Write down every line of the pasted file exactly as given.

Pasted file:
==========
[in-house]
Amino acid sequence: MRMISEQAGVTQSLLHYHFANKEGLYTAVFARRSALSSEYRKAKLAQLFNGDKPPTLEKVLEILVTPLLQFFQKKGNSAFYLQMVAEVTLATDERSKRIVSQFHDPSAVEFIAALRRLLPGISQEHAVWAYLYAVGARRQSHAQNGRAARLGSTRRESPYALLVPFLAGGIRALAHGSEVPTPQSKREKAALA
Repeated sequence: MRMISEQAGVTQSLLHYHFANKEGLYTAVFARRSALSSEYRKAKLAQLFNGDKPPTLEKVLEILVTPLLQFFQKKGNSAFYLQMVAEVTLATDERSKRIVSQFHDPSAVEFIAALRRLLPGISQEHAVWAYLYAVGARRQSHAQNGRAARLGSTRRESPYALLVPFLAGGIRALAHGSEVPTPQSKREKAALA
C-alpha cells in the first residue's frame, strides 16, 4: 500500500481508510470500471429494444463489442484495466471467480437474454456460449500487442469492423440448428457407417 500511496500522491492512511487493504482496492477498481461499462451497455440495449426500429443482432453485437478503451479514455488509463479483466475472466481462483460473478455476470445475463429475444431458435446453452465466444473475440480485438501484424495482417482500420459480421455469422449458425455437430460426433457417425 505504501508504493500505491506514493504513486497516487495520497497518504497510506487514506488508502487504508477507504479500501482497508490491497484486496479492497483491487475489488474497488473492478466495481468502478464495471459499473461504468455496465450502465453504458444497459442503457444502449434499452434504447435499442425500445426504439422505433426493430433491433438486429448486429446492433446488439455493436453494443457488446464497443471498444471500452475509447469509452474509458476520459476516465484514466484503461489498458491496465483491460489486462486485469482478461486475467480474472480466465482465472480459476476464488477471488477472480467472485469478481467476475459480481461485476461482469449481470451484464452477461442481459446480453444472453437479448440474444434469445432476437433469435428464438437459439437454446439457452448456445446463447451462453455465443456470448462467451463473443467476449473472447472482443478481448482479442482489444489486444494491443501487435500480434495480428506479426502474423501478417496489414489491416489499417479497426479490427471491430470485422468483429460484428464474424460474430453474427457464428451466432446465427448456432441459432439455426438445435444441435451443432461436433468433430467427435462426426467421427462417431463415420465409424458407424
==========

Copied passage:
[in-house]
Amino acid sequence: MRMISEQAGVTQSLLHYHFANKEGLYTAVFARRSALSSEYRKAKLAQLFNGDKPPTLEKVLEILVTPLLQFFQKKGNSAFYLQMVAEVTLATDERSKRIVSQFHDPSAVEFIAALRRLLPGISQEHAVWAYLYAVGARRQSHAQNGRAARLGSTRRESPYALLVPFLAGGIRALAHGSEVPTPQSKREKAALA
Repeated sequence: MRMISEQAGVTQSLLHYHFANKEGLYTAVFARRSALSSEYRKAKLAQLFNGDKPPTLEKVLEILVTPLLQFFQKKGNSAFYLQMVAEVTLATDERSKRIVSQFHDPSAVEFIAALRRLLPGISQEHAVWAYLYAVGARRQSHAQNGRAARLGSTRRESPYALLVPFLAGGIRALAHGSEVPTPQSKREKAALA
C-alpha cells in the first residue's frame, strides 16, 4: 500500500481508510470500471429494444463489442484495466471467480437474454456460449500487442469492423440448428457407417 500511496500522491492512511487493504482496492477498481461499462451497455440495449426500429443482432453485437478503451479514455488509463479483466475472466481462483460473478455476470445475463429475444431458435446453452465466444473475440480485438501484424495482417482500420459480421455469422449458425455437430460426433457417425 505504501508504493500505491506514493504513486497516487495520497497518504497510506487514506488508502487504508477507504479500501482497508490491497484486496479492497483491487475489488474497488473492478466495481468502478464495471459499473461504468455496465450502465453504458444497459442503457444502449434499452434504447435499442425500445426504439422505433426493430433491433438486429448486429446492433446488439455493436453494443457488446464497443471498444471500452475509447469509452474509458476520459476516465484514466484503461489498458491496465483491460489486462486485469482478461486475467480474472480466465482465472480459476476464488477471488477472480467472485469478481467476475459480481461485476461482469449481470451484464452477461442481459446480453444472453437479448440474444434469445432476437433469435428464438437459439437454446439457452448456445446463447451462453455465443456470448462467451463473443467476449473472447472482443478481448482479442482489444489486444494491443501487435500480434495480428506479426502474423501478417496489414489491416489499417479497426479490427471491430470485422468483429460484428464474424460474430453474427457464428451466432446465427448456432441459432439455426438445435444441435451443432461436433468433430467427435462426426467421427462417431463415420465409424458407424